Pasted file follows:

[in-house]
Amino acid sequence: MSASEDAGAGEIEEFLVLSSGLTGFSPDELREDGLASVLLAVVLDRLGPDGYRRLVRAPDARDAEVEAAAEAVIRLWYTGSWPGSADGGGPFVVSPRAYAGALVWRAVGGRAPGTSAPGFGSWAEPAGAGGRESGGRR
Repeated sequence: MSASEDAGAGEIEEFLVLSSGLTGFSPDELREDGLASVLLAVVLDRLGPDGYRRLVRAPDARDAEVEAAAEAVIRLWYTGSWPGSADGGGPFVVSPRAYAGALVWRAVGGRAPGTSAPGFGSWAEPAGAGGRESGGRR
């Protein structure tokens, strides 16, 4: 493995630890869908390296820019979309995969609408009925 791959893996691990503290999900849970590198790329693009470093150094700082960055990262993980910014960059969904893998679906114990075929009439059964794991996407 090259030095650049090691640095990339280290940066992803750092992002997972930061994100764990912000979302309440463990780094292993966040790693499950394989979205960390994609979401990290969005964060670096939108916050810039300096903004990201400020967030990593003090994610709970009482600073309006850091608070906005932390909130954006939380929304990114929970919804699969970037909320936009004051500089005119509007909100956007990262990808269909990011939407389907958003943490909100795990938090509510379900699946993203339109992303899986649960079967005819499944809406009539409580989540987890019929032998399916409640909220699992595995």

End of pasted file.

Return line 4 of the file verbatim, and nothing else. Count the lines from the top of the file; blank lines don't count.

């Protein structure tokens, strides 16, 4: 493995630890869908390296820019979309995969609408009925 791959893996691990503290999900849970590198790329693009470093150094700082960055990262993980910014960059969904893998679906114990075929009439059964794991996407 090259030095650049090691640095990339280290940066992803750092992002997972930061994100764990912000979302309440463990780094292993966040790693499950394989979205960390994609979401990290969005964060670096939108916050810039300096903004990201400020967030990593003090994610709970009482600073309006850091608070906005932390909130954006939380929304990114929970919804699969970037909320936009004051500089005119509007909100956007990262990808269909990011939407389907958003943490909100795990938090509510379900699946993203339109992303899986649960079967005819499944809406009539409580989540987890019929032998399916409640909220699992595995």